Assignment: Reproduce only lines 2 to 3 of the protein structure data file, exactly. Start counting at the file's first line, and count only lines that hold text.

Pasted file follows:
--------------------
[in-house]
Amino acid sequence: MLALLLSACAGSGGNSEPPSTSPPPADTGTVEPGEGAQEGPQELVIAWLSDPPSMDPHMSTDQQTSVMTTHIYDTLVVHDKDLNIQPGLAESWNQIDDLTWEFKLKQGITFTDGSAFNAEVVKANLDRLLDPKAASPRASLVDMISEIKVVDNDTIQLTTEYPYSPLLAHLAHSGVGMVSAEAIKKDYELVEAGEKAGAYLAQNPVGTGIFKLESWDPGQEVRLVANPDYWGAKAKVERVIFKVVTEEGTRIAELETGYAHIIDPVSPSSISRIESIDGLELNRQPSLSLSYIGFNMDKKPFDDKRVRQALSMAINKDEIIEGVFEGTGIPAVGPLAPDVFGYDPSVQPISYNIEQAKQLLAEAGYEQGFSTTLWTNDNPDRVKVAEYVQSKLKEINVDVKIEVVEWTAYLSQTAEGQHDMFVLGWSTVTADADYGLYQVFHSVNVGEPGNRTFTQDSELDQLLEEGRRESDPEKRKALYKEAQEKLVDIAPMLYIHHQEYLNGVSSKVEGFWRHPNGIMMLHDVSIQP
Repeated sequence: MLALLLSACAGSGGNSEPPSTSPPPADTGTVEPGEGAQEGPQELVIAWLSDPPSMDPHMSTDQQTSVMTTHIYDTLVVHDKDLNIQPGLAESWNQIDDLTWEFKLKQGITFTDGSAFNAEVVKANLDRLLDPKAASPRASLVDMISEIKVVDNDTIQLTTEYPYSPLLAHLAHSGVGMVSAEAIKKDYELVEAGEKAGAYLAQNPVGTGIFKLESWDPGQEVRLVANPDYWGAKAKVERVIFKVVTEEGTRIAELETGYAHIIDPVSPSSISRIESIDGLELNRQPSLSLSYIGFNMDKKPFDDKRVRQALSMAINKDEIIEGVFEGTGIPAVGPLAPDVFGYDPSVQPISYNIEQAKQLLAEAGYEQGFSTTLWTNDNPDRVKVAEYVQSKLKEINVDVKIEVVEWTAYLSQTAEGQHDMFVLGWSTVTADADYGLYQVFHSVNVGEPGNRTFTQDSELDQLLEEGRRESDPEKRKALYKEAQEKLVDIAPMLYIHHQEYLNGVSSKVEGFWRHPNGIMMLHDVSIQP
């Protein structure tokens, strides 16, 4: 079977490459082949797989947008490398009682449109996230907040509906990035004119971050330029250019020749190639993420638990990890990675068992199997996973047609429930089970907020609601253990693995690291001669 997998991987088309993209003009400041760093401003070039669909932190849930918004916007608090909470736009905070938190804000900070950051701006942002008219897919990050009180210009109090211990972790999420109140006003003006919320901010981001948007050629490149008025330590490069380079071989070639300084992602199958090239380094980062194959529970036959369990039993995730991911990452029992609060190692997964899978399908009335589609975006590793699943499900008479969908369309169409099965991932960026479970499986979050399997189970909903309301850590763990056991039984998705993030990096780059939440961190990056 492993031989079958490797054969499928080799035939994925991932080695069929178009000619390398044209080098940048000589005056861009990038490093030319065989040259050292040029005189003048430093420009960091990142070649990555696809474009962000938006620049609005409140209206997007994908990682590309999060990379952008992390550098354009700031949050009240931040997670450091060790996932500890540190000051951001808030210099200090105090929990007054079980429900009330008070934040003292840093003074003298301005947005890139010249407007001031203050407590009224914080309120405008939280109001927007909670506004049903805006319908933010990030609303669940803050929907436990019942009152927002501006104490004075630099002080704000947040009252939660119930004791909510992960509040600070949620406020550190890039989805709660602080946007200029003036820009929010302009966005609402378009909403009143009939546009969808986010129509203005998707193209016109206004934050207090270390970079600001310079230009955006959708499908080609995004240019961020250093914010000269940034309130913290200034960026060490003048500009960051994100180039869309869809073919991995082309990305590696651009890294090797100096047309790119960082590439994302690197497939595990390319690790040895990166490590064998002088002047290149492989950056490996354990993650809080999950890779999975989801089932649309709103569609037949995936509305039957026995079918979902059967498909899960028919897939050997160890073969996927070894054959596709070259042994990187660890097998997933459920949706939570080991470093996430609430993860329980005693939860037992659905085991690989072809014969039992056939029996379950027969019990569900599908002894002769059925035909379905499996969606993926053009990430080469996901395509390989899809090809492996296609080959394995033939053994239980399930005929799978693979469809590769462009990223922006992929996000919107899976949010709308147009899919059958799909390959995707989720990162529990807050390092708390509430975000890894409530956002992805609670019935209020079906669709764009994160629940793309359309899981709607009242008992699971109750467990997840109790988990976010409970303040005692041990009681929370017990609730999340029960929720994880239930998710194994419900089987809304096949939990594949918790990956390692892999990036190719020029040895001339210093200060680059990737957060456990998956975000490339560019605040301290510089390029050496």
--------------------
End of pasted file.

Amino acid sequence: MLALLLSACAGSGGNSEPPSTSPPPADTGTVEPGEGAQEGPQELVIAWLSDPPSMDPHMSTDQQTSVMTTHIYDTLVVHDKDLNIQPGLAESWNQIDDLTWEFKLKQGITFTDGSAFNAEVVKANLDRLLDPKAASPRASLVDMISEIKVVDNDTIQLTTEYPYSPLLAHLAHSGVGMVSAEAIKKDYELVEAGEKAGAYLAQNPVGTGIFKLESWDPGQEVRLVANPDYWGAKAKVERVIFKVVTEEGTRIAELETGYAHIIDPVSPSSISRIESIDGLELNRQPSLSLSYIGFNMDKKPFDDKRVRQALSMAINKDEIIEGVFEGTGIPAVGPLAPDVFGYDPSVQPISYNIEQAKQLLAEAGYEQGFSTTLWTNDNPDRVKVAEYVQSKLKEINVDVKIEVVEWTAYLSQTAEGQHDMFVLGWSTVTADADYGLYQVFHSVNVGEPGNRTFTQDSELDQLLEEGRRESDPEKRKALYKEAQEKLVDIAPMLYIHHQEYLNGVSSKVEGFWRHPNGIMMLHDVSIQP
Repeated sequence: MLALLLSACAGSGGNSEPPSTSPPPADTGTVEPGEGAQEGPQELVIAWLSDPPSMDPHMSTDQQTSVMTTHIYDTLVVHDKDLNIQPGLAESWNQIDDLTWEFKLKQGITFTDGSAFNAEVVKANLDRLLDPKAASPRASLVDMISEIKVVDNDTIQLTTEYPYSPLLAHLAHSGVGMVSAEAIKKDYELVEAGEKAGAYLAQNPVGTGIFKLESWDPGQEVRLVANPDYWGAKAKVERVIFKVVTEEGTRIAELETGYAHIIDPVSPSSISRIESIDGLELNRQPSLSLSYIGFNMDKKPFDDKRVRQALSMAINKDEIIEGVFEGTGIPAVGPLAPDVFGYDPSVQPISYNIEQAKQLLAEAGYEQGFSTTLWTNDNPDRVKVAEYVQSKLKEINVDVKIEVVEWTAYLSQTAEGQHDMFVLGWSTVTADADYGLYQVFHSVNVGEPGNRTFTQDSELDQLLEEGRRESDPEKRKALYKEAQEKLVDIAPMLYIHHQEYLNGVSSKVEGFWRHPNGIMMLHDVSIQP